GOP Threatens To Disrupt Obama's Climate Agenda At Paris Summit

Republicans are using the year-end budget battle to block funding for a program crucial to the upcoming talks.
Sen. John Barrasso R-Wyo.) speaks to reporters on Capitol Hill in Washington, Tuesday, May 5, 2015, before a Senate GOP lunch
Sen. John Barrasso R-Wyo.) speaks to reporters on Capitol Hill in Washington, Tuesday, May 5, 2015, before a Senate GOP luncheon. (AP Photo/Brett Carlsen)

WASHINGTON -- Republicans in Congress are threatening to disrupt a key piece of President Barack Obama's pledge to combat global warming, just days before world leaders begin climate negotiations in Paris. 

Obama, with teams of advisers and cabinet members, arrives in Paris next week, hoping to wrap up years-long negotiations with nearly 200 countries with a sweeping agreement that sets specific goals to stave off a catastrophic increase in global temperature.

But back in Washington, Republicans are working to prevent a deal, warning Obama they will use any tool necessary to block funding he has promised to help poor nations fight climate change.

Sens. John Barrasso (R-Wyo.) and Jim Inhofe (R-Okla.) pressed the president in a letter to be “forthcoming” with developing nations, telling them that Congress hasn't approved the $3 billion the U.S. has promised to the fund.

“The president, but certainly officials overseas, need to know that they shouldn’t count on the money,” Barrasso told The Huffington Post in a brief interview. “Bring it to Congress and come clean with the folks in Paris that he has to bring that back here to the Senate to get approval before they’re going to see any money.”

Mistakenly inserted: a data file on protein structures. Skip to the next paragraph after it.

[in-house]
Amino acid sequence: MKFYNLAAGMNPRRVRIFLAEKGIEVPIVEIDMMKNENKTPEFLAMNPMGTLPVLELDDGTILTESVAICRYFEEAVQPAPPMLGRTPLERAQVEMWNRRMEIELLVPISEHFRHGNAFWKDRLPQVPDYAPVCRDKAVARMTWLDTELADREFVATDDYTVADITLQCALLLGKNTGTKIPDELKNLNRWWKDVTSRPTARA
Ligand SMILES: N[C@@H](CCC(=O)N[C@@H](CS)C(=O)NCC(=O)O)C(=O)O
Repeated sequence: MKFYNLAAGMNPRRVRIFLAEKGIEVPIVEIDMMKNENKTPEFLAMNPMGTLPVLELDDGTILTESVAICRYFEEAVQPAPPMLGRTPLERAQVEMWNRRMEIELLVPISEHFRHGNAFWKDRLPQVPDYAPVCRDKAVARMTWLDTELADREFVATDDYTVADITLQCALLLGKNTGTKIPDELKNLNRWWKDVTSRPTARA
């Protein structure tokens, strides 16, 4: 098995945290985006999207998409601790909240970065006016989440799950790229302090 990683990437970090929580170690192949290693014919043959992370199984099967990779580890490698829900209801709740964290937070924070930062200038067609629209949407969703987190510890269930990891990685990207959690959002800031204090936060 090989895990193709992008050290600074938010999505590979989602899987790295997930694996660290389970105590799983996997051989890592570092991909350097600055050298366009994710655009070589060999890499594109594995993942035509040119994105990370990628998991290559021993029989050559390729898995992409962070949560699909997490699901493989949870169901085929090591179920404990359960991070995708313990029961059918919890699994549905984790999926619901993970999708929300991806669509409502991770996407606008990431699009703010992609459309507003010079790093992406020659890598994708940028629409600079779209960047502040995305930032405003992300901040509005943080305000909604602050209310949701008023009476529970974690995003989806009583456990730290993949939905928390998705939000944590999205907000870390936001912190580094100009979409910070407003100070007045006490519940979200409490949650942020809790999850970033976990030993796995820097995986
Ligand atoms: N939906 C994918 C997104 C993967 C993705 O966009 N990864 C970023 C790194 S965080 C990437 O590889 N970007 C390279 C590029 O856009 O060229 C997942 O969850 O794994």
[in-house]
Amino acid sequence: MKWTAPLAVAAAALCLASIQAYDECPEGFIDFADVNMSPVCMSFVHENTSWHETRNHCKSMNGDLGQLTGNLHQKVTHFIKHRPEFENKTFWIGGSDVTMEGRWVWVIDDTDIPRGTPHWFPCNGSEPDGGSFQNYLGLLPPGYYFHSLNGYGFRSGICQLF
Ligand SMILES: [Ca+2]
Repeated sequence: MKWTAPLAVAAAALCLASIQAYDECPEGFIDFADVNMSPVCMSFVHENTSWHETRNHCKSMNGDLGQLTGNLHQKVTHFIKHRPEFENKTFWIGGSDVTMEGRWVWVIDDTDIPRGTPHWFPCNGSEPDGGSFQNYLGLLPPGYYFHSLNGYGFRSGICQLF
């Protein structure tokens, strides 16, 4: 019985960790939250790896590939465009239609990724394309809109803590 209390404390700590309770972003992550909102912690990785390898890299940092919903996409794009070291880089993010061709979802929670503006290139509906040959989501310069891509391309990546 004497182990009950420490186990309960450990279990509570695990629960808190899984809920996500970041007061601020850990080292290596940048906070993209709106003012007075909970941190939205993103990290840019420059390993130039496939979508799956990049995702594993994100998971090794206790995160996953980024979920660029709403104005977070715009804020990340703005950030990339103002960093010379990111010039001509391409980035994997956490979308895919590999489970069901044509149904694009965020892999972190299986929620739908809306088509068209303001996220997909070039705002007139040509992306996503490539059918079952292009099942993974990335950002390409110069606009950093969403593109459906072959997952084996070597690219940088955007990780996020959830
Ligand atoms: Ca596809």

With little to leverage, Republicans see the Green Climate Fund as a critical chord they can sever to undermine a world climate agreement. The United Nations-controlled account, which helps developing countries combat rising sea levels, drought, and other extreme weather related to climate change, is a critical element of the Paris talks.

Choking off the fund may sow doubts among countries like India, which need help transitioning from fossil fuels to renewable energy sources. Bringing India to the negotiating table depends heavily on industrialized nations contributing to the fund.

An aide to Barrasso said the senator plans to “explore all options to protect American taxpayer dollars, including the omnibus." Tying the climate funding to the year-end spending bill, which must pass Congress by Dec. 11 to keep the government open, would inevitably set up a showdown between Republicans and the White House -- keeping the threat of a government shutdown alive. 

“The money is the linchpin,” Barrasso said. “The money is the linchpin that has to get a number of countries engaged in a kind of pay to play approach, and we want to make sure they know they are not going to get paid.”

The timing may complicate matters for Obama. The Paris conference is set to wrap up on Dec. 11, the same day Congress will likely push through the omnibus spending bill. Republicans also have said they will likely add a measure to the spending bill that would stop certain Environmental Protection Agency rules pivotal to the president’s climate legacy.